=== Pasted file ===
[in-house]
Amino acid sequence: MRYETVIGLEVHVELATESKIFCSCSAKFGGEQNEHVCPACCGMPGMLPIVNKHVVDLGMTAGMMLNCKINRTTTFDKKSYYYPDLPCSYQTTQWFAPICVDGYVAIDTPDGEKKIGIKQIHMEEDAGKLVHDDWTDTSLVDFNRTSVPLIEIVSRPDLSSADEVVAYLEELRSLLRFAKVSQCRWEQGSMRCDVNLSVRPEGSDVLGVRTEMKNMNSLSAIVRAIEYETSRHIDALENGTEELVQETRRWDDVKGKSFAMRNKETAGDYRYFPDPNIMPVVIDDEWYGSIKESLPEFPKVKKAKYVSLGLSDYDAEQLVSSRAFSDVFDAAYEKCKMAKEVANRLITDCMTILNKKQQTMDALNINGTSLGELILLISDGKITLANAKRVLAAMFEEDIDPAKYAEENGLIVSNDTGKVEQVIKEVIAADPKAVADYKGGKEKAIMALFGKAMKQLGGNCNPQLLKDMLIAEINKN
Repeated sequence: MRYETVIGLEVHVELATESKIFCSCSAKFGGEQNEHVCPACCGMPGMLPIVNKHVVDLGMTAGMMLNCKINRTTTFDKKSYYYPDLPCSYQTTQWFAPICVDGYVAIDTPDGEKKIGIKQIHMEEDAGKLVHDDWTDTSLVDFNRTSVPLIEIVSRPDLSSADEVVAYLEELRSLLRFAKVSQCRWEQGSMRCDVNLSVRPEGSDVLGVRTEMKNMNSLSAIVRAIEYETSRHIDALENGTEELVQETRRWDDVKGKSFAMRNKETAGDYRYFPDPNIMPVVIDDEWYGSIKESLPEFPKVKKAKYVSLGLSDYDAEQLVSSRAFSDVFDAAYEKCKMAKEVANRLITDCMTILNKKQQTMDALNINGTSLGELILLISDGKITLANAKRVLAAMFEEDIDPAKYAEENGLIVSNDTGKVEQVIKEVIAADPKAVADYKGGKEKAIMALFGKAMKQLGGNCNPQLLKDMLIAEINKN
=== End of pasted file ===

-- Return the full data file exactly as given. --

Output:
[in-house]
Amino acid sequence: MRYETVIGLEVHVELATESKIFCSCSAKFGGEQNEHVCPACCGMPGMLPIVNKHVVDLGMTAGMMLNCKINRTTTFDKKSYYYPDLPCSYQTTQWFAPICVDGYVAIDTPDGEKKIGIKQIHMEEDAGKLVHDDWTDTSLVDFNRTSVPLIEIVSRPDLSSADEVVAYLEELRSLLRFAKVSQCRWEQGSMRCDVNLSVRPEGSDVLGVRTEMKNMNSLSAIVRAIEYETSRHIDALENGTEELVQETRRWDDVKGKSFAMRNKETAGDYRYFPDPNIMPVVIDDEWYGSIKESLPEFPKVKKAKYVSLGLSDYDAEQLVSSRAFSDVFDAAYEKCKMAKEVANRLITDCMTILNKKQQTMDALNINGTSLGELILLISDGKITLANAKRVLAAMFEEDIDPAKYAEENGLIVSNDTGKVEQVIKEVIAADPKAVADYKGGKEKAIMALFGKAMKQLGGNCNPQLLKDMLIAEINKN
Repeated sequence: MRYETVIGLEVHVELATESKIFCSCSAKFGGEQNEHVCPACCGMPGMLPIVNKHVVDLGMTAGMMLNCKINRTTTFDKKSYYYPDLPCSYQTTQWFAPICVDGYVAIDTPDGEKKIGIKQIHMEEDAGKLVHDDWTDTSLVDFNRTSVPLIEIVSRPDLSSADEVVAYLEELRSLLRFAKVSQCRWEQGSMRCDVNLSVRPEGSDVLGVRTEMKNMNSLSAIVRAIEYETSRHIDALENGTEELVQETRRWDDVKGKSFAMRNKETAGDYRYFPDPNIMPVVIDDEWYGSIKESLPEFPKVKKAKYVSLGLSDYDAEQLVSSRAFSDVFDAAYEKCKMAKEVANRLITDCMTILNKKQQTMDALNINGTSLGELILLISDGKITLANAKRVLAAMFEEDIDPAKYAEENGLIVSNDTGKVEQVIKEVIAADPKAVADYKGGKEKAIMALFGKAMKQLGGNCNPQLLKDMLIAEINKN